2018 Swammy Awards: Women’s NCAA Swimmer of the Year Ella Eastin

To see all of our 2018 Swammy Awards presented by TYR, click here. 

2018 Women’s NCAA Swimmer of the Year: Ella Eastin

On a historically-dominant Stanford Cardinal roster, it wasn’t five-time Olympic champ Katie Ledecky or seven-time world champ Simone Manuel who led the way. No, the only three-event winner individually was junior Ella Eastin.

courtesy of Tim Binning, theswimpictures.com

Eastin had a sensational NCAA meet, overshadowing even her two teammates who typically refuse to be overshadowed by anyone. Eastin hit the records triple crown (American, NCAA and U.S. Open records) in all three of her individual events during the collegiate season, meaning her swims rank as the fastest in history in those events.

Most notable was the 400 IM, in which Eastin beat Ledecky head-to-head, shattering American, NCAA and U.S. Open records Ledecky had set just weeks earlier at Pac-12s. Prior to February 2018, no swimmer had ever been faster than Katinka Hosszu‘s 3:56.54 from 2012. Ledecky snuck under that record by .01 at Pac-12s, but at NCAAs, Eastin tore through history with a 3:54.60, shattering all historic marks and denying Ledecky’s bid for triple individual titles.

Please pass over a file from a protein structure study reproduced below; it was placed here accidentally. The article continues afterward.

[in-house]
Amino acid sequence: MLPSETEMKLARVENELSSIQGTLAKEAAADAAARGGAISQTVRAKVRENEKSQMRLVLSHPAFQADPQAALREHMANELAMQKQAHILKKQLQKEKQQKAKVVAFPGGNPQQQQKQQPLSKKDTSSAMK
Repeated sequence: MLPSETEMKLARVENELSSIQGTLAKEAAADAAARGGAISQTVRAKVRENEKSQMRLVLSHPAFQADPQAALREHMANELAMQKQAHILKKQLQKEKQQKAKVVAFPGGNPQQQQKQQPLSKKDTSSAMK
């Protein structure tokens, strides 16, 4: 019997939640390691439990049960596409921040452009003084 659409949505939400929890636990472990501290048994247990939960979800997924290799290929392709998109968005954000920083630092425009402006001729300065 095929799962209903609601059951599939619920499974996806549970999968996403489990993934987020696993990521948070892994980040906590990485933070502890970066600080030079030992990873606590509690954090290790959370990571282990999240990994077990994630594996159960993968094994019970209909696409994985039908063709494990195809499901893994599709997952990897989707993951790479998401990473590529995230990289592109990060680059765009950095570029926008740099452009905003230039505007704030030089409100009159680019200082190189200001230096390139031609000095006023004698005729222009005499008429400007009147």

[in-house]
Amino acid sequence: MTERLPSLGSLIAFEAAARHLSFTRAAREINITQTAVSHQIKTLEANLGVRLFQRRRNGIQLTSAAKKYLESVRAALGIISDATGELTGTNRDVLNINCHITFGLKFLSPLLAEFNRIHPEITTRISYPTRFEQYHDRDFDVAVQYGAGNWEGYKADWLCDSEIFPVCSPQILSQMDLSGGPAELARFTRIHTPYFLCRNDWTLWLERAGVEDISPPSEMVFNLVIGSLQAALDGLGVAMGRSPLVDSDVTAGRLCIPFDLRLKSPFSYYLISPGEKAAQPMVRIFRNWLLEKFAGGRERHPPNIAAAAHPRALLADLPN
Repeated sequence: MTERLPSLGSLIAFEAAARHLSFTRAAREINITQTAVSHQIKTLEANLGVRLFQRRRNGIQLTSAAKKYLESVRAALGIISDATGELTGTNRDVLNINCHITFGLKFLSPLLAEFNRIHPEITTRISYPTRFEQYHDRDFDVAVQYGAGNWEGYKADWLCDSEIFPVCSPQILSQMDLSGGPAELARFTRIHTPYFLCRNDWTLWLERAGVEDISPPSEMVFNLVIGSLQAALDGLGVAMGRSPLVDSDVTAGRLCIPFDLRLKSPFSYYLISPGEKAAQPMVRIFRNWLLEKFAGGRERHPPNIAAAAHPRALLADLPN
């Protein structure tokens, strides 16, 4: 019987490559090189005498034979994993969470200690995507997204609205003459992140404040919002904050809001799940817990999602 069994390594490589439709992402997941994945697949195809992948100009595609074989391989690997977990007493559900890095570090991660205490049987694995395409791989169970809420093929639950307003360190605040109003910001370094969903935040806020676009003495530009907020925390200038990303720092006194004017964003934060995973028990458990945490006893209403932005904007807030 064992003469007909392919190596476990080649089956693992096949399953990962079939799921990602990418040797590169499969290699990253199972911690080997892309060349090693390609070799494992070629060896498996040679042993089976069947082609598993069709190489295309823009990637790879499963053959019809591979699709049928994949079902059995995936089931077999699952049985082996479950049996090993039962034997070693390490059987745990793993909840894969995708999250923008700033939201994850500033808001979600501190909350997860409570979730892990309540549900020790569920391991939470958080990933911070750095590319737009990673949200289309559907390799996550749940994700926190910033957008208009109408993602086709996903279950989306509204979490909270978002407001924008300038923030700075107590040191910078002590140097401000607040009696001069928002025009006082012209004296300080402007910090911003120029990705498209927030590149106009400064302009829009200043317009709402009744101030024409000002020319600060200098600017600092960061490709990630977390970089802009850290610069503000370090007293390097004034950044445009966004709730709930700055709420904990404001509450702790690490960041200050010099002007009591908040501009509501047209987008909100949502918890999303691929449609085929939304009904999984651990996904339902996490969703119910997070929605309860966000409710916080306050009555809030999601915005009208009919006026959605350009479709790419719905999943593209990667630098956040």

Eastin also set a whole slew of records in the 200 IM, going 1:50.67 and taking almost a full second off her own NCAA, American and U.S. Open records from 2016. She won the 200 fly at NCAAs by a whopping 1.7 seconds (going 1:50.01), though she didn’t break her own records. She did, however, take down American, U.S. Open and NCAA records with her Pac-12 Championship title swim of 1:49.51, becoming just the second woman ever to break 1:50.

If that wasn’t enough, Eastin had three major freestyle swims in the NCAA postseason. She was the Pac-12 runner-up in the 500 free, going a 4:34.04 that would have been second at NCAAs had she not opted for the 200 IM. And she swam on two winning Stanford relays, splitting 1:41.13 on the 800 free relay (better than anyone on her relay besides Ledecky and fourth-best of the entire field) and 47.13 on the 400 free relay (better than anyone on her relay besides Manuel and 6th-best of the entire field).

Looking back at Eastin’s unparalleled NCAA season, it’s easy to see just how devastating her summer bout with mono was. With all the momentum in the world, it felt like Eastin was on the cusp of an international breakthrough. But with a roster spot at World University Games secured, a healthy Eastin could be in line for more Swammy recognition come 2019.

Honorable Mentions

In no particular order

  • Lilly King, courtesy of Tim Binning, theswimpictures.com

    Lilly Kingjunior, Indiana: The unrivaled breaststroke superstar of the NCAA, King was her typical dominant self in 2018. She won her third consecutive NCAA titles in both the 100 and 200 breaststrokes, and she’s now set NCAA records in both breaststrokes in all three of her collegiate seasons. King’s degree of dominance is better than anyone (besides maybe Ledecky) in college swimming right now; her breaststroke splits were so much faster than the field that she pretty much singlehandedly put the IU relays into title contention. She was 1.3 seconds better than any other breast leg on the 200 medley and 1.4 seconds better than any other breast leg on the 400 medley.